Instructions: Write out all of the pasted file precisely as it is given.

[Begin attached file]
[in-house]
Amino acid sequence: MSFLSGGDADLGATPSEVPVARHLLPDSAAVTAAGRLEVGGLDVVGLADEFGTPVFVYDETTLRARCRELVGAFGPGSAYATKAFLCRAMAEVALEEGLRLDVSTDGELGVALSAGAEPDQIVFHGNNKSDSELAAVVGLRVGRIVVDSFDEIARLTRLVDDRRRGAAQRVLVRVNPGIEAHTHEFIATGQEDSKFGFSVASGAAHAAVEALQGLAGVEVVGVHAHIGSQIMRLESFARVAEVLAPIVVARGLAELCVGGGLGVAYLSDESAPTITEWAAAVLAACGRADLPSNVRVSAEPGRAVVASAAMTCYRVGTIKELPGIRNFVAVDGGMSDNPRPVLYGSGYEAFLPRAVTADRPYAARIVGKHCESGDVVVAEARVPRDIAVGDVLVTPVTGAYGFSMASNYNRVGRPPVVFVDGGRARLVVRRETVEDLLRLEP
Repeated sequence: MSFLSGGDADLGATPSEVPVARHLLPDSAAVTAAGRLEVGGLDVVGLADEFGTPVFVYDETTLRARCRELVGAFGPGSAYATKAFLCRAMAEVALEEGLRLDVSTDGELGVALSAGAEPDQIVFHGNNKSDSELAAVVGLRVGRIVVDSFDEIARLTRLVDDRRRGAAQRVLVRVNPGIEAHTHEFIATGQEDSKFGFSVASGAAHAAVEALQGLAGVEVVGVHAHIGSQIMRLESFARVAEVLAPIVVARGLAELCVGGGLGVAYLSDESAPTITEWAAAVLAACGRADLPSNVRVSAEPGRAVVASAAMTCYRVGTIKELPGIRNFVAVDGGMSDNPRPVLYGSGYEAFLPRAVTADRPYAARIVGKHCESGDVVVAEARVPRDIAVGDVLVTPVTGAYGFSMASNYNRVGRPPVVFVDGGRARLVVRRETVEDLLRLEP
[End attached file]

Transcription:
[in-house]
Amino acid sequence: MSFLSGGDADLGATPSEVPVARHLLPDSAAVTAAGRLEVGGLDVVGLADEFGTPVFVYDETTLRARCRELVGAFGPGSAYATKAFLCRAMAEVALEEGLRLDVSTDGELGVALSAGAEPDQIVFHGNNKSDSELAAVVGLRVGRIVVDSFDEIARLTRLVDDRRRGAAQRVLVRVNPGIEAHTHEFIATGQEDSKFGFSVASGAAHAAVEALQGLAGVEVVGVHAHIGSQIMRLESFARVAEVLAPIVVARGLAELCVGGGLGVAYLSDESAPTITEWAAAVLAACGRADLPSNVRVSAEPGRAVVASAAMTCYRVGTIKELPGIRNFVAVDGGMSDNPRPVLYGSGYEAFLPRAVTADRPYAARIVGKHCESGDVVVAEARVPRDIAVGDVLVTPVTGAYGFSMASNYNRVGRPPVVFVDGGRARLVVRRETVEDLLRLEP
Repeated sequence: MSFLSGGDADLGATPSEVPVARHLLPDSAAVTAAGRLEVGGLDVVGLADEFGTPVFVYDETTLRARCRELVGAFGPGSAYATKAFLCRAMAEVALEEGLRLDVSTDGELGVALSAGAEPDQIVFHGNNKSDSELAAVVGLRVGRIVVDSFDEIARLTRLVDDRRRGAAQRVLVRVNPGIEAHTHEFIATGQEDSKFGFSVASGAAHAAVEALQGLAGVEVVGVHAHIGSQIMRLESFARVAEVLAPIVVARGLAELCVGGGLGVAYLSDESAPTITEWAAAVLAACGRADLPSNVRVSAEPGRAVVASAAMTCYRVGTIKELPGIRNFVAVDGGMSDNPRPVLYGSGYEAFLPRAVTADRPYAARIVGKHCESGDVVVAEARVPRDIAVGDVLVTPVTGAYGFSMASNYNRVGRPPVVFVDGGRARLVVRRETVEDLLRLEP